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Monday, August 06, 2007

Annals of "Pacified" Chechnya: Where Are Their Children?

The Washington Post reports more proof of how Vladimir Putin has made the Chechnya region into a peaceful, prosperous part of his country, the perfect place to hold the 2014 Olympic Games:

MAKHACHKALA, Russia. About 50 women occupied a central square in this provincial Russian capital on Friday, declaring a hunger strike and vowing not to leave until authorities tell them what happened to their missing children. Police tried to break up the protest, staged by a group calling itself the Mothers of Dagestan, but the women refused to disband, said Svetlana Isayeva, one of the protesters. She said they will not eat until their demands for information and a meeting with the region's president are met. Police tried to break up the protest because the protesters did not have a permit for the central square, Shamil Guseinov, a senior Dagestani police officer, told The Associated Press. Authorities approved the demonstration for another part of the city, he said.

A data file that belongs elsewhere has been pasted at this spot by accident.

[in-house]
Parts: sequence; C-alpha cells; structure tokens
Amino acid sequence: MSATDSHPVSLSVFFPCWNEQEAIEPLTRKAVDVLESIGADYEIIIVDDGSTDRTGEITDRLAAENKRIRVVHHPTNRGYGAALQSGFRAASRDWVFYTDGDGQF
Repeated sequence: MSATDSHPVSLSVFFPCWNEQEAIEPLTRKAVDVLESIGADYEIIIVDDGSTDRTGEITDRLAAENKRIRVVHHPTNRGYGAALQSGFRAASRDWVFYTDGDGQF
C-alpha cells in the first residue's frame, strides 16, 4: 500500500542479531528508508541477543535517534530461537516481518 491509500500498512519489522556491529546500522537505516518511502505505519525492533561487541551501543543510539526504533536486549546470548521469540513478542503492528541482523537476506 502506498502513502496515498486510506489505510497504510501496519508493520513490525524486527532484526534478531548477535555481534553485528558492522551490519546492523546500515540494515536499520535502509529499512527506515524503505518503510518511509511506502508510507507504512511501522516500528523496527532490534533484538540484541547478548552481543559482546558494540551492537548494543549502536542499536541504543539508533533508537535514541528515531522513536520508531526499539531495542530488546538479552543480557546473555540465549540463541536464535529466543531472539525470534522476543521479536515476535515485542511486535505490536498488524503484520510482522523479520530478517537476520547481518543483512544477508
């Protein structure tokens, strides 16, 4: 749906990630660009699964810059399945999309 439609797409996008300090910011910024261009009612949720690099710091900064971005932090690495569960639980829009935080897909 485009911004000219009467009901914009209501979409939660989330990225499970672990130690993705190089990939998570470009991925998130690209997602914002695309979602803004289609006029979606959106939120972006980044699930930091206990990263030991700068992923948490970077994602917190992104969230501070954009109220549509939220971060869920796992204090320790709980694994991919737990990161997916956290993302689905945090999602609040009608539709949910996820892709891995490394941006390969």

The president of Dagestan, Mukhu Aliev, admitted last month that 76 people have been kidnapped so far this year in Dagestan. In six of those cases, the abductors wore camouflage uniforms similar to those worn by law enforcement officers. At least 20 young men and women are believed to have been kidnapped by uniform-wearing armed men since April alone, Isayeva said.

Raigonat Shurpaeva, another mother, said her son Malik, 26, failed to return home from work in a car repair shop in December 2004, leaving behind a wife and child. "We'll be here until they tell us whether our children are dead or alive," she said. Some of the missing men attended mosques that are not controlled by government-sanctioned Muslim clergy. The mother's group said authorities have accused some unsanctioned clergy of preaching the fundamentalist Wahhabi strain of Islam. Isayeva said masked men seized her 26-year-old son near the family's apartment in late April, as they rounded up suspected Islamic militants. She has not seen him since.

Authorities, she said, claim not to know what happened to her son, won't investigate and suggest he may have joined a terrorist group. "The Interior Ministry says our children are criminals," she said. "But they fail to prove it." Dagestan, located on the Caspian Sea in Russia's North Caucasus region, has been plagued by shootings, bombings and other violence, some spilling over from neighboring Chechnya and some stemming from local crime.

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